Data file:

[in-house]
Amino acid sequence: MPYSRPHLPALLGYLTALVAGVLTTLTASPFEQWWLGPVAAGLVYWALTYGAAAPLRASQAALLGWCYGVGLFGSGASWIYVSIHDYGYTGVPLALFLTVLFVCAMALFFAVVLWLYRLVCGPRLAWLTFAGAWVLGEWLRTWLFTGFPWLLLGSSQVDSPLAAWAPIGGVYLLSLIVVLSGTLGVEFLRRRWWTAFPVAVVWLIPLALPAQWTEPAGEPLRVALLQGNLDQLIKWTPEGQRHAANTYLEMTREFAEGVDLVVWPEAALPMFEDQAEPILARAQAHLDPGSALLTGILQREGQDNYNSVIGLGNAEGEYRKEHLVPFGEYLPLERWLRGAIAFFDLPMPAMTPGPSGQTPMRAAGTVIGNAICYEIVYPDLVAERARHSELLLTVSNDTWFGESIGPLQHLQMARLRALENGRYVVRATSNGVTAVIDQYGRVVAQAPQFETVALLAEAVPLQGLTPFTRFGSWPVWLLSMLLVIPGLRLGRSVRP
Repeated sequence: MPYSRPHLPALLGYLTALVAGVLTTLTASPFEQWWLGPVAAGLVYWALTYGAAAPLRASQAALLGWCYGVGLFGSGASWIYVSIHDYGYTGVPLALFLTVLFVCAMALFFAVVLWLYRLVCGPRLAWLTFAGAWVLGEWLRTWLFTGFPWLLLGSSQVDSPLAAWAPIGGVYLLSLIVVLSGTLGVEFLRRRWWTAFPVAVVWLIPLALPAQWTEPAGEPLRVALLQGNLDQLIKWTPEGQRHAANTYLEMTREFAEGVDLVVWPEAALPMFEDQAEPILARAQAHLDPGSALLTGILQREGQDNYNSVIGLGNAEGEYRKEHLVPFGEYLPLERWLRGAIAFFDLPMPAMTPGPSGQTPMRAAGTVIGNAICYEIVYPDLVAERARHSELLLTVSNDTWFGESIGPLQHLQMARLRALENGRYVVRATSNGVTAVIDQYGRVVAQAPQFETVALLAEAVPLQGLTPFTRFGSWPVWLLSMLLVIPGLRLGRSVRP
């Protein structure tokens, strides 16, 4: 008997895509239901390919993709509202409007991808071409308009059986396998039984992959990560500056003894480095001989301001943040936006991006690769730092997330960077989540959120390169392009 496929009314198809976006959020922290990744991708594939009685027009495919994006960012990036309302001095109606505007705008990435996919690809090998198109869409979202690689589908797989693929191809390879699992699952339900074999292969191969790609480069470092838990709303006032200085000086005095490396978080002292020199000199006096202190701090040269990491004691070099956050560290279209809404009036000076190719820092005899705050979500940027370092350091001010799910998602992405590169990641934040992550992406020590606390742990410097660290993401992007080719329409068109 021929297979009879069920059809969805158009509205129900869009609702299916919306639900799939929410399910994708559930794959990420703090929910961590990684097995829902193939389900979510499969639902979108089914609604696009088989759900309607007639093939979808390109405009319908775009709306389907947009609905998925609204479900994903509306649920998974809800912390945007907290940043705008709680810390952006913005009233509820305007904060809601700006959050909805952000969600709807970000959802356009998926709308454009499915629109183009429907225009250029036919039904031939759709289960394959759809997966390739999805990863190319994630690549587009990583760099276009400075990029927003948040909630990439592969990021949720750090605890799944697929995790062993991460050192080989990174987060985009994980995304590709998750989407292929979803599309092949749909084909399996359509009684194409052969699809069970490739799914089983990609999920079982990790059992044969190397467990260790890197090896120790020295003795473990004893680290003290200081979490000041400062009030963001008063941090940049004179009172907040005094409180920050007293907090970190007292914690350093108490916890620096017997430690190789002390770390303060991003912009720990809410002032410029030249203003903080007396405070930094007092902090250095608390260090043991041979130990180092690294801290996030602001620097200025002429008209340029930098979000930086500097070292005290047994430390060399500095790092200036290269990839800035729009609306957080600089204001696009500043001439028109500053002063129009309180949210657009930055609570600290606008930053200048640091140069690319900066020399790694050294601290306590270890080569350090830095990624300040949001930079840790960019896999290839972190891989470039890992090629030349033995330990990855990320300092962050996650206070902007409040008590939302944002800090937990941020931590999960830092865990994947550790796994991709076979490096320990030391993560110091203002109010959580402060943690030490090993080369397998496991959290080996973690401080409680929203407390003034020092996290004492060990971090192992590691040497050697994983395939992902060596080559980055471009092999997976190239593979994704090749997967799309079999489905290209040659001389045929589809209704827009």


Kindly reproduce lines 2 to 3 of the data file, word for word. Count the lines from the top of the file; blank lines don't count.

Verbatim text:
Amino acid sequence: MPYSRPHLPALLGYLTALVAGVLTTLTASPFEQWWLGPVAAGLVYWALTYGAAAPLRASQAALLGWCYGVGLFGSGASWIYVSIHDYGYTGVPLALFLTVLFVCAMALFFAVVLWLYRLVCGPRLAWLTFAGAWVLGEWLRTWLFTGFPWLLLGSSQVDSPLAAWAPIGGVYLLSLIVVLSGTLGVEFLRRRWWTAFPVAVVWLIPLALPAQWTEPAGEPLRVALLQGNLDQLIKWTPEGQRHAANTYLEMTREFAEGVDLVVWPEAALPMFEDQAEPILARAQAHLDPGSALLTGILQREGQDNYNSVIGLGNAEGEYRKEHLVPFGEYLPLERWLRGAIAFFDLPMPAMTPGPSGQTPMRAAGTVIGNAICYEIVYPDLVAERARHSELLLTVSNDTWFGESIGPLQHLQMARLRALENGRYVVRATSNGVTAVIDQYGRVVAQAPQFETVALLAEAVPLQGLTPFTRFGSWPVWLLSMLLVIPGLRLGRSVRP
Repeated sequence: MPYSRPHLPALLGYLTALVAGVLTTLTASPFEQWWLGPVAAGLVYWALTYGAAAPLRASQAALLGWCYGVGLFGSGASWIYVSIHDYGYTGVPLALFLTVLFVCAMALFFAVVLWLYRLVCGPRLAWLTFAGAWVLGEWLRTWLFTGFPWLLLGSSQVDSPLAAWAPIGGVYLLSLIVVLSGTLGVEFLRRRWWTAFPVAVVWLIPLALPAQWTEPAGEPLRVALLQGNLDQLIKWTPEGQRHAANTYLEMTREFAEGVDLVVWPEAALPMFEDQAEPILARAQAHLDPGSALLTGILQREGQDNYNSVIGLGNAEGEYRKEHLVPFGEYLPLERWLRGAIAFFDLPMPAMTPGPSGQTPMRAAGTVIGNAICYEIVYPDLVAERARHSELLLTVSNDTWFGESIGPLQHLQMARLRALENGRYVVRATSNGVTAVIDQYGRVVAQAPQFETVALLAEAVPLQGLTPFTRFGSWPVWLLSMLLVIPGLRLGRSVRP